There are some books that are perfect for reading aloud to a group of children. Catherine Friend’s The Perfect Nest, perfectly illustrated by John Manders, is just such a book. The story is simple, humorous, with a sweet message, and pictures that work for reading to a group. Kindergartener’s loved hearing this book this week and we had a chance to use the thinking routine called “fluttering feelings” to talk about how Jack the Cat’s feelings changed from the beginning of the story to the end.
Also in the Library this week….
First Grade–The Giant Hug by Sandra Horning not only works as a way to explain the workings of the postal service, it’s a fun way to engage students in the thinking routine called “story sequel.” Owen wants to send a hug to his granny–an actual hug– and in a series of funny interactions it makes its way across the country. And when his granny wants to send him back a big kiss for the hug? Students had a great time coming up with the sequel.
Second Grade–In teaching about plot, one of the elements students love to find is what might be called “the dark moment.” After talking about that element, students heard Chrysthanthemum by Kevin Henkes. After loving her name before she starts school, the title character discovers that not everyone shares her feelings about it. Using the thinking routine “here comes trouble” students watched how it became a problem for her, and how she discovered her own idea was right after all. There is a lovely gentle message about bullying in the story as well.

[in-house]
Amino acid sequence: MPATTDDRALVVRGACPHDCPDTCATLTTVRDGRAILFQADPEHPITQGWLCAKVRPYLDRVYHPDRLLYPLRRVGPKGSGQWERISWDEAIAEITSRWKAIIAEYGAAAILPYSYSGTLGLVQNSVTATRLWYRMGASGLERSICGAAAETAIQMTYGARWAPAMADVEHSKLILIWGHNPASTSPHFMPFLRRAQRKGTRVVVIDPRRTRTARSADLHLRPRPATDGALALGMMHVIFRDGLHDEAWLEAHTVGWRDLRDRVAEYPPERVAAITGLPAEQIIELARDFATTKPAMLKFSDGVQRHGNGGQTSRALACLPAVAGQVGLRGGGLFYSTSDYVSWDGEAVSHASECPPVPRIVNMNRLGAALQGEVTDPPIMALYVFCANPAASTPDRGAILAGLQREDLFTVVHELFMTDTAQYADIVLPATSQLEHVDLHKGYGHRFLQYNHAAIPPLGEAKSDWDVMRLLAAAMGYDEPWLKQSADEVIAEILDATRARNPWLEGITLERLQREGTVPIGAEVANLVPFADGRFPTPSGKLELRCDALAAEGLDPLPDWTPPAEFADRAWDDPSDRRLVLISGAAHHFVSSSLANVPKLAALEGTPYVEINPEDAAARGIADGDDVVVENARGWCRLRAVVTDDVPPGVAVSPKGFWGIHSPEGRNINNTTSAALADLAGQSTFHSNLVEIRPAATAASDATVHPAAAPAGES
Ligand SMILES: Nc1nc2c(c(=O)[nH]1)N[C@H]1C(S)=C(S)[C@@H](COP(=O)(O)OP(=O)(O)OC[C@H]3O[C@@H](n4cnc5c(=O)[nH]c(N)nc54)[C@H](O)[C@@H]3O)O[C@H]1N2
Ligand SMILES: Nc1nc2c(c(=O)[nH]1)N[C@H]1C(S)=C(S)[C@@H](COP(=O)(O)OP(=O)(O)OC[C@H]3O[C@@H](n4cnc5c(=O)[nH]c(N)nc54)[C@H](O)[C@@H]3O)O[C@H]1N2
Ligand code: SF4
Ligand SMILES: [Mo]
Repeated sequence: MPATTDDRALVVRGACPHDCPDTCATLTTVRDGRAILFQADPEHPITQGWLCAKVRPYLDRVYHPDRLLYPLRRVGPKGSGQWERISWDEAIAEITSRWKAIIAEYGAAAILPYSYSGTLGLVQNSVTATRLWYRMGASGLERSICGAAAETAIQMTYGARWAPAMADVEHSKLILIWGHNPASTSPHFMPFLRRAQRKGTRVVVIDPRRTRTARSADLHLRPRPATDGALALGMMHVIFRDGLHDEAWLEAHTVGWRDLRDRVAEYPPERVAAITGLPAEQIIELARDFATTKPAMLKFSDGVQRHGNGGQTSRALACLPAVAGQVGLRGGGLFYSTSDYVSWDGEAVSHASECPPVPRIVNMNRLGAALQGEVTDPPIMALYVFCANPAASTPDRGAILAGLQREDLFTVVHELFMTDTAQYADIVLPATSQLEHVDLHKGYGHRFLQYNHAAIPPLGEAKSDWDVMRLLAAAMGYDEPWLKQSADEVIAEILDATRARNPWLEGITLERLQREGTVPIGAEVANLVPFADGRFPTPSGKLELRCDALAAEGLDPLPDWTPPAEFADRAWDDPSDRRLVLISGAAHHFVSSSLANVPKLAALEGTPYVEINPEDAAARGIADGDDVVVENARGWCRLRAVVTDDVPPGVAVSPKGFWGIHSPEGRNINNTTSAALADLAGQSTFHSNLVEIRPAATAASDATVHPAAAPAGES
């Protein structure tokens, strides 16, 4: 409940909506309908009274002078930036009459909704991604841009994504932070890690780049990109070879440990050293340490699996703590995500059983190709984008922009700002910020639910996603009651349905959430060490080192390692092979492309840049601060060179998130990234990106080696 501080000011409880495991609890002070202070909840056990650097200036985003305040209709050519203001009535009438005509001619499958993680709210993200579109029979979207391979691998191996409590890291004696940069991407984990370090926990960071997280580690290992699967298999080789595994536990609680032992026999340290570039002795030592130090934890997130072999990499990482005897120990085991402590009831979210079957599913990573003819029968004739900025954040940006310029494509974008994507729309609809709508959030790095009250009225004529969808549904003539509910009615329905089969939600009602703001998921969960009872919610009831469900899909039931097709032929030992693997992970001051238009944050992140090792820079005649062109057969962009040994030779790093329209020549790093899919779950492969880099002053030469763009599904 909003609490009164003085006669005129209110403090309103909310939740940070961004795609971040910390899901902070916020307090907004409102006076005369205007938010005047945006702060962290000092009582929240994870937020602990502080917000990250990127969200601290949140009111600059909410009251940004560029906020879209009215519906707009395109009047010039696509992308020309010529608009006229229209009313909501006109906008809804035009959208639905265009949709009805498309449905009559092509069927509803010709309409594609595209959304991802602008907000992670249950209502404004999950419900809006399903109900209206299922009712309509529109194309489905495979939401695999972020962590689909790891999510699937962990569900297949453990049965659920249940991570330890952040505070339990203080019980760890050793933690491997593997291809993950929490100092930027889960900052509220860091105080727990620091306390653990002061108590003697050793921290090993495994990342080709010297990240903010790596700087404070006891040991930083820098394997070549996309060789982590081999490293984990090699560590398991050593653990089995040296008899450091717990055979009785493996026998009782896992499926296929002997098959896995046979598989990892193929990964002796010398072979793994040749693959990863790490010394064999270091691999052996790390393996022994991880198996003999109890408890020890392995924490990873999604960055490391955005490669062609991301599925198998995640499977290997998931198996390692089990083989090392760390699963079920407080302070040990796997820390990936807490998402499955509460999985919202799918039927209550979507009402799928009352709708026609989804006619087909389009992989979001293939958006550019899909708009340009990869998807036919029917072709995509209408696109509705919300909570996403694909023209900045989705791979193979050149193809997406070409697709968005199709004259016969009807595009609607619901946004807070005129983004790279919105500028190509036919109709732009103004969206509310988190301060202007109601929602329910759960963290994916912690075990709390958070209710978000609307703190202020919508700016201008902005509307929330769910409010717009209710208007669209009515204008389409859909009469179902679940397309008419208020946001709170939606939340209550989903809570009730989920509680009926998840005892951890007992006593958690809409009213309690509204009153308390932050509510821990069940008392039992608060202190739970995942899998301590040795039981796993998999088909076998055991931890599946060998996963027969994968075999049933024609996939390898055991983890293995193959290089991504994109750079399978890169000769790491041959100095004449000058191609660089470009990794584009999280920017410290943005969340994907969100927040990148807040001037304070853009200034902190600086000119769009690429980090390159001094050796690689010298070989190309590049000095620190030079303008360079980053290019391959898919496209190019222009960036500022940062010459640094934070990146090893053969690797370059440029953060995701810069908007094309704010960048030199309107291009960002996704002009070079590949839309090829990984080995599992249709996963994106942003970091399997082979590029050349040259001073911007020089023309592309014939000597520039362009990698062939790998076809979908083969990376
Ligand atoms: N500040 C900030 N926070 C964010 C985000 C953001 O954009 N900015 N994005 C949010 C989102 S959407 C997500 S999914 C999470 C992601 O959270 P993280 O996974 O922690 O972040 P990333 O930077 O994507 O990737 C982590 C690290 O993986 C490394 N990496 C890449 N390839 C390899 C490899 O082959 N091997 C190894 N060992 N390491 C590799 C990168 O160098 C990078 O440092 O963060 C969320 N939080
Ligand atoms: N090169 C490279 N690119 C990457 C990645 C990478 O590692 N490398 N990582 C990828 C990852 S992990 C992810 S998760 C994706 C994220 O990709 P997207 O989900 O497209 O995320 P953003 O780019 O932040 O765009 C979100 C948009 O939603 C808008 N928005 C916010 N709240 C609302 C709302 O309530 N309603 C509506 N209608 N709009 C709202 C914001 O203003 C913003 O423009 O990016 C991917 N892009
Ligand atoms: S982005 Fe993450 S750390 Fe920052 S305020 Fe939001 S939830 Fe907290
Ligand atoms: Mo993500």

Third Grade–Continuing our discussion about plot, students heard Murfaro’s Beautiful Daughters by John Steptoe. In this lesson, students used the thinking routine “same, same, different” to discuss the ways in which this book was similar to last week’s Cinderella tale, Adelita by Tomie de Paola, and how it was different. Then we looked for the one word that could summarize the theme of these two stories. One student also found a great connection to a story they had heard last year, Toads and Diamonds by Charlotte Huck. It’s wonderful to see students using their thinking routines in a spontaneous way!
Fourth, Fifth, and Sixth Grade–Battle of the Books meetings will start on Feb. 3, so this week upper graders had a chance to be in a mock Battle of the Books so they could see how the Battle works.